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‘Project Atrium’ artist seeks treasure in Sanibel

‘Project Atrium’ artist seeks treasure in Sanibel

September 13, 2016 // by MOCA Staff

Lauren Fensterstock is on a quest.

In preparation for her Project Atrium exhibition opening in March 2017, Fensterstock visited MOCA Jacksonville in August to understand the monumental dimensions of the Atrium Gallery. Then she headed to Sanibel Island to research and collect materials to create her sculptural work Holophusicon. She was walking in the footsteps of Robert Smithson, whose work has inspired Fensterstock's installation.

She shared some thoughts about the trip with us.

Lauren Fensterstock Project Atrium Mirrors Sanibel a
Lauren Fensterstock places mirrors on the beach at Sanibel Island during a trip in August 2016. Image courtesy of Joe Karably.

Describe your first impressions of the Atrium Gallery. 

The Atrium Gallery is a beautiful but daunting space. My recent work is inspired by landscapes like gardens and fields, so I tend to think in horizontal planes. The monumental verticality of the Atrium was unlike any space I have shown in before. As a result, I couldn't resort to any of my familiar strategies and had to completely reinvent my work for the height of the Atrium. It was an exciting challenge and resulted in a piece I never would have conceived without this opportunity.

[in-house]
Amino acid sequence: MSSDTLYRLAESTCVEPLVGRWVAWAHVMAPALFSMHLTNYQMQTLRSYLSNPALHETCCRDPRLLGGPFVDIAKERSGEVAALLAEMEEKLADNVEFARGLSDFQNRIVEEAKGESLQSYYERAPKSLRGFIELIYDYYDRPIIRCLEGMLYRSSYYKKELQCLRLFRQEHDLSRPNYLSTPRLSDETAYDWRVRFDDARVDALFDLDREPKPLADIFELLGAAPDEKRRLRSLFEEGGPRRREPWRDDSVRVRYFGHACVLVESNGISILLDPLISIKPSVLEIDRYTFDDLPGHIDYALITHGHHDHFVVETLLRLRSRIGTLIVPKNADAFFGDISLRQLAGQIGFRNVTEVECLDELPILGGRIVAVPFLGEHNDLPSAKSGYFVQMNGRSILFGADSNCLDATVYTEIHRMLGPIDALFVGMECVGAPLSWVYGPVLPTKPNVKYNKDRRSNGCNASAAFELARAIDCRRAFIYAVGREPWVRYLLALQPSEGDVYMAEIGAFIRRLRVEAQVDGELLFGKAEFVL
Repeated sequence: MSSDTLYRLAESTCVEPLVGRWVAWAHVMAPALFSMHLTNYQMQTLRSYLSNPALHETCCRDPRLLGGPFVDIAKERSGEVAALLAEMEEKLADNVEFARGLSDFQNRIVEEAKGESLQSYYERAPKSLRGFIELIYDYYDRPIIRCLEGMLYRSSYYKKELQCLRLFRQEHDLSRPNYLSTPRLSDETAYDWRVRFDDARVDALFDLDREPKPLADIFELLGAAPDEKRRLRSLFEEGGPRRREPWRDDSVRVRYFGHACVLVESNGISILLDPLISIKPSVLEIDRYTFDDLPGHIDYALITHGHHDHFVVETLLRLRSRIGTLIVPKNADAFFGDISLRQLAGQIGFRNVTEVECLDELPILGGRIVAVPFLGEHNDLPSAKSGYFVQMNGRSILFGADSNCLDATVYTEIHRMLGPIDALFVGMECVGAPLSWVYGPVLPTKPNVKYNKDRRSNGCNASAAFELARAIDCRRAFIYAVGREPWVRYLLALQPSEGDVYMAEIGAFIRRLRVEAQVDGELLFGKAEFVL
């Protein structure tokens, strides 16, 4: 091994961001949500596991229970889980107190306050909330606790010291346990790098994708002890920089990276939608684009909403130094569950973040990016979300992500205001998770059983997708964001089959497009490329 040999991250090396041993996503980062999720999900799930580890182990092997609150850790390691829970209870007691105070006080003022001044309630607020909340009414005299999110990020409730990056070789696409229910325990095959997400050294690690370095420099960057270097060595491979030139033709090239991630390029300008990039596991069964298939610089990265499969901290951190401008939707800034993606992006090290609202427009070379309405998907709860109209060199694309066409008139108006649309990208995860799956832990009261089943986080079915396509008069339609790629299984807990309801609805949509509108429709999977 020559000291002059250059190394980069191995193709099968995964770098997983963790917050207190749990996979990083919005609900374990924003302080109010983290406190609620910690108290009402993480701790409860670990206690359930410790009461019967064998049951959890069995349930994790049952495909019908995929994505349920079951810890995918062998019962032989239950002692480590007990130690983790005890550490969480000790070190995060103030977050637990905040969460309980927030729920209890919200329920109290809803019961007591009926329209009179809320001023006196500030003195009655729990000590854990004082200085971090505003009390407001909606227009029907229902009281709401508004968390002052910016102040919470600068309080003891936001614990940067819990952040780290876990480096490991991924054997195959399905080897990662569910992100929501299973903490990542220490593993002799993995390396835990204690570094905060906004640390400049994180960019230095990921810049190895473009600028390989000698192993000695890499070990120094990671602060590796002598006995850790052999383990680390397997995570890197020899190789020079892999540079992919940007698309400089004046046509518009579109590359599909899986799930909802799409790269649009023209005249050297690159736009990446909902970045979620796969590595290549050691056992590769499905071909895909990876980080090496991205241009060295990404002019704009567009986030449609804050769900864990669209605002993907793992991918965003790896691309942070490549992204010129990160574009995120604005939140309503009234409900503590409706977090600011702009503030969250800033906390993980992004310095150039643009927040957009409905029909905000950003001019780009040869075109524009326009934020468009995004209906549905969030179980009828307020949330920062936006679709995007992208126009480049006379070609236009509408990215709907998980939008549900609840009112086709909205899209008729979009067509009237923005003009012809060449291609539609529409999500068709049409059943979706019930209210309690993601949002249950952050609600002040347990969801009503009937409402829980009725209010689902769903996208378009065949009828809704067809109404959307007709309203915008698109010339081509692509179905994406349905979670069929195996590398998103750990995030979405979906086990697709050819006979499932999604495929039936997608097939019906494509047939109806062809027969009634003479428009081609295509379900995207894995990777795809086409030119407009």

How did visiting it and moving throughout the three floors impact your vision for your upcoming exhibition?

Walking through the Atrium, I was inspired by its many vantage points: a long view from the front doors, a more intimate view up close, and then the discovery of new details as you see the space from different heights. I decided to make something that would reveal itself in layers, and play off the sequencing of experiences provided by the architecture.

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Lauren Fensterstock picks up a shell on Sanibel Island. Image courtesy of Joe Karably.

Share your interest in Robert Smithson, particularly his shell and mirror pieces on or inspired by Sanibel Island.

Smithson is a fascinating artist. He is probably best known for his massive earthwork Spiral Jetty, but he also made photographs, sculptures, and published essays on a wide variety of topics. He had a major impact on contemporary art, particularly concerning notions of time and place. Smithson sought to transcend the particulars of historical human time to attempt a more universal geological time.

Lauren Festernstock: Sanibel Island from Joe Karably on Vimeo.

He made a photowork in Sanibel titled Mirror Shore (1969) in which he uses mirrors to break up the landscape with reflections of the sky. In my homage to this piece, I replace his clear mirrors with black ones, inspired by the Claude Glass, a black mirror dating back to the seventeenth century used for viewing the landscape. Smithson took pains to capture an undifferentiated landscape, but in response, I attempt something seeped in many layers of specific history. Chasing his ephemeral work, I realize that I am also historicizing it. I like that there is a bit of a contradiction in that. The mirrors in Smithson's Mirror Shore reflect light back into the landscape, whereas mine seem to absorb all the light that surrounds them. I think his works have an optimistic manner in their attempt to transcend human culture, where mine have a slightly more insidious tone as they are cast in the shade of history.